Among its initiators was Colonel Thomas Handasyd Perkins (1764–1854), a wealthy Boston merchant trader, who bought up large tracts of land and built a summer home sited atop one of Brookline’s rolling hills, artificially elevated so that it had to give an “uninterrupted view of Boston,” writes Harriet F. Woods in her 1874 Historical Sketches of Brookline, Mass.,:and Colonel Perkins so planned his house as to command the fine prospect from his parlor windows [(fig. 53)]. The whole line of the Mill-dam, and the beautiful expanse of Charles River [sic] <AU: Use sic sparingly, and only in the case of a glaring error.>and Back Bay were included in this extensive panorama.,” writes Harriet F. Woods in her 1874 Historical Sketches of Brookline, Mass.[8] Initially what he called his “Brooklyne Farm” was a working farm, but by 1818, taking advantage of his numerous ships sailing around the world, he began importing an assortment of trees. According to Andrew Jackson Downing, writing in 1865, Perkins’s estate was “one of the most interesting in this neighborhood. The very beautiful lawn . . . abounds with exquisite trees, finely disposed; among them, some larches and Norway firs, and with many other rare trees of uncommon beauty and form.”[9]

Toward the end of his life he Perkins was particularly interested in rhododendrons and azaleas.[10] “He was naturally a lover of the beautiful both in nature and art,”’adds notes Woods, “and spared no pains in the importing and cultivating of choice plants and trees on his beautiful place in Warren Street, which was quite a resort for visitors from many places.”[11] Those visitors included President James Monroe in 1817, the Mmarquis de Lafayette during his 1824–1825 tour, and John James Audubon in 1836.[12] Frequent trips abroad brought visits to private estates, botanical gardens, and plant nurseries, and his professional correspondence is laced with requests for seeds from exotic places.[13] His library contained a significant collection of agricultural and garden books.[14]

Perkins kept extensive glass houses, said to be among the earliest in the Boston area. These three-hundred-foot-long greenhouses were devoted to grapes, peaches, and nectarines, as well as exotic fruits and flowers, especially camellias, for which he was renowned.[15] Marshall Pinckney Wilder, himself the owner of a substantial estate in Dorchester called Hawthorn Grove, wrote for of Perkins in the Memorial History of Boston,1630–1880, that<AU: Run in quotes under 8–9 lines. But also see if some of the quotes over the next six or seven pages can be trimmed or deleted. Each in its way is well written and descriptive, but all together they seem excessive.Colonel Perkins’s his “residence in France and other foreign lands, where he had seen fine fruits and flowers, stimulated his natural taste, and induced him to purchase this estate in 1800, when he began to build his house, to lay out his grounds, and to erect greenhouses and glass structures for the cultivation of fruits and flowers.<AU: Include end punctuation before ellipsis.> . . . For fifty years Colonel Perkins’s estate was kept in the best manner by experienced foreign gardeners, and at an expense of more than ten thousand dollars annually.” The article confirms that Perkins spared no expense, importing trees and plants from Europe and exhibiting their “products” at the Massachusetts Horticultural Society. “In 1840,” Wilder concludesd, “he introduced the Victoria Hamburg, West St. Peter’s and Cannon Hall Muscat grape-vines, presented to him by Sir Joseph Paxton, gardener to the Duke of Devonshire.”[16] In the 1880 History of the Massachusetts Horticultural Society, Perkins is frequently mentioned for his exhibitions of fine specimens. At the first anniversary dinner, held in 1830, he was among the group singled out who had “by precept and example, assiduously fostered a taste for cultivation, and successfully promoted developments in all the various branches of rural economy.”[17]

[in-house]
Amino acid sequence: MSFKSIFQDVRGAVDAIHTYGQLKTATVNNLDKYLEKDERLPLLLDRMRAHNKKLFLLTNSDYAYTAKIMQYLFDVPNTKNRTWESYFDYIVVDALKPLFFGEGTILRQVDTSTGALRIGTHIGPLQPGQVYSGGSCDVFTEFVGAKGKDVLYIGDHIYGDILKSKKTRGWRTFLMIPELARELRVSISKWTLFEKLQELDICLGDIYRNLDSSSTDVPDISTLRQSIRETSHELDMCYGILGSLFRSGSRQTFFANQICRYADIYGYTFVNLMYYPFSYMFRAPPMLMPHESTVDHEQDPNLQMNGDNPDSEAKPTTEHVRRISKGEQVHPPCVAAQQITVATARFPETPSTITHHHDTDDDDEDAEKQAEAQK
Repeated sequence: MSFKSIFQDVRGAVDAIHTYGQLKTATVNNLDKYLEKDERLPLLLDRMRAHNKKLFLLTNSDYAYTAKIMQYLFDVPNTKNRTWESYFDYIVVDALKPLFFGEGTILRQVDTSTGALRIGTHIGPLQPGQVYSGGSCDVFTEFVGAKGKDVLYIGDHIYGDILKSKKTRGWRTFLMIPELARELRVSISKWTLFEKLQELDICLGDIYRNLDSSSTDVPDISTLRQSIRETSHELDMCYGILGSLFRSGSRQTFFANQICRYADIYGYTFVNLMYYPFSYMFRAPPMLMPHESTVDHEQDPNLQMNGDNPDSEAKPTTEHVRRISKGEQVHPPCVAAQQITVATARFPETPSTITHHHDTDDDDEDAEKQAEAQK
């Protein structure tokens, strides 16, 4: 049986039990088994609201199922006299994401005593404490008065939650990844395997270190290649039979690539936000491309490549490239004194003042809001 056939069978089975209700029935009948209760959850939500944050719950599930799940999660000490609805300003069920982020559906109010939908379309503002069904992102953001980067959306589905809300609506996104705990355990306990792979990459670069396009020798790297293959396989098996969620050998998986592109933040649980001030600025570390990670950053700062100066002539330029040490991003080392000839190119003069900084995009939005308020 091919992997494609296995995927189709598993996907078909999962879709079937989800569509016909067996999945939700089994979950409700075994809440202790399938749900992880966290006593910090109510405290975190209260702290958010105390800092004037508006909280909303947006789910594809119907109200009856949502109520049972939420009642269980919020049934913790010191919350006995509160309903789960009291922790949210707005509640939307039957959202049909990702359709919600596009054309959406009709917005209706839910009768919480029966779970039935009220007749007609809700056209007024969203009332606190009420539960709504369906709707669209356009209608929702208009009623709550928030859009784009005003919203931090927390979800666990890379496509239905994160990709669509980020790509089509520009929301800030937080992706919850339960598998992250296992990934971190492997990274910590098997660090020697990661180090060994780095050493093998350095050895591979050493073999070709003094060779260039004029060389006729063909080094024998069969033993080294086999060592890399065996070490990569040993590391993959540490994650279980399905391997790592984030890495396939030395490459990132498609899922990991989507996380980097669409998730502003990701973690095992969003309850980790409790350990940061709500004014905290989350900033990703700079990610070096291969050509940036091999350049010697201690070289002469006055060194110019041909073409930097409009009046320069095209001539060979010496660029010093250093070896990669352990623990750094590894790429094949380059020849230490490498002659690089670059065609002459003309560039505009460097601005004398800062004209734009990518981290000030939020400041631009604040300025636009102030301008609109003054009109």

Colonel Perkins’s brother and business partner, James Perkins (1761–1822), maintained an equally fine estate at nearby “Pine Bank” in Jamaica Plain. “The Thomas<AU: OK?> Perkins estate,” writes Downing,

<ext>on the border of Jamaica lake [now Jamaica Pond],<AU: moved from notes>[18] is one of the most beautiful residences near Boston. The natural surface of the ground is exceedingly flowing and graceful, and it is varied by two or three singular little dimples, or hollows, which add to its effect. The perfect order of the grounds; the beauty of the walks, sometimes skirting the smooth open lawn, enriched by rare plants and shrubs, and then winding by the shadowy banks of the water; the soft and quiet character of the lake itself . . . all these features make this place a little gem of natural and artistical harmony, and beauty.[19]

<txf>Harriet Whitcomb described it in 1897 as having “a broad, winding avenue, beneath noble pines and larches,” providing affording “many rich landscape features” that won the estate admiration for its “grandeur and nobility.”[20]

<txt>Across Jamaica Pond, industrialist Thomas Lee (1779–1867) became a resident of Brookline in 1845, along with his wife, Eliza Buckminster Lee (1794–1864), the author of Sketches of New England (1837) and Naomi (1848), “with its beautiful descriptions of colonial Brookline”(fig. 54).”[21] Once again Harriet Woods waxes lyrical about the landscape, revealing not only that the local landowners not only imported trees and shrubs, but also that some, like Lee, were interested in retaining and nurturing native landscape features. Although he was a frequent traveler in Europe, “Mr. Lee was a great lover of natural beauty, and preserved the forest trees which adorned his place, and admired the natural rocks with their wild mosses and vines about them, too much to permit them to be removed by blasting. What a man of less taste would have regarded as blemishes, he looked upon with the true eye of one who lived close to the heart of Nature, and won from her many a secret.”[22]<AU: break para.>